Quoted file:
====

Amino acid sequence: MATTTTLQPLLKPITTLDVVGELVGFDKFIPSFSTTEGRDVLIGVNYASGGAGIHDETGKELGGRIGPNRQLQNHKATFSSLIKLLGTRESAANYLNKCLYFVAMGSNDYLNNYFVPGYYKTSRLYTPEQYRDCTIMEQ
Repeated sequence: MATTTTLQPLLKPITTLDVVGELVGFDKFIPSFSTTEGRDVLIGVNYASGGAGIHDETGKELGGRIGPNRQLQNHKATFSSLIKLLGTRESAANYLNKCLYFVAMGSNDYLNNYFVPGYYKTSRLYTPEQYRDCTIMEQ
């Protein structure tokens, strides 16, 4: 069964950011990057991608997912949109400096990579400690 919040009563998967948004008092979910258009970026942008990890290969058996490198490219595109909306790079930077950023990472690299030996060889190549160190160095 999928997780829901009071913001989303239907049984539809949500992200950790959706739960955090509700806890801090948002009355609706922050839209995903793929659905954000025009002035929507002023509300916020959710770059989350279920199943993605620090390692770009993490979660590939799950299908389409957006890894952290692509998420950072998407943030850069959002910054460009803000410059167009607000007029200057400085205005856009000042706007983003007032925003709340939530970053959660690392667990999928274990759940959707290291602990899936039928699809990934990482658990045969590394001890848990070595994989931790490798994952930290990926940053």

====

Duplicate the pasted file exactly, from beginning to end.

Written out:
Amino acid sequence: MATTTTLQPLLKPITTLDVVGELVGFDKFIPSFSTTEGRDVLIGVNYASGGAGIHDETGKELGGRIGPNRQLQNHKATFSSLIKLLGTRESAANYLNKCLYFVAMGSNDYLNNYFVPGYYKTSRLYTPEQYRDCTIMEQ
Repeated sequence: MATTTTLQPLLKPITTLDVVGELVGFDKFIPSFSTTEGRDVLIGVNYASGGAGIHDETGKELGGRIGPNRQLQNHKATFSSLIKLLGTRESAANYLNKCLYFVAMGSNDYLNNYFVPGYYKTSRLYTPEQYRDCTIMEQ
């Protein structure tokens, strides 16, 4: 069964950011990057991608997912949109400096990579400690 919040009563998967948004008092979910258009970026942008990890290969058996490198490219595109909306790079930077950023990472690299030996060889190549160190160095 999928997780829901009071913001989303239907049984539809949500992200950790959706739960955090509700806890801090948002009355609706922050839209995903793929659905954000025009002035929507002023509300916020959710770059989350279920199943993605620090390692770009993490979660590939799950299908389409957006890894952290692509998420950072998407943030850069959002910054460009803000410059167009607000007029200057400085205005856009000042706007983003007032925003709340939530970053959660690392667990999928274990759940959707290291602990899936039928699809990934990482658990045969590394001890848990070595994989931790490798994952930290990926940053």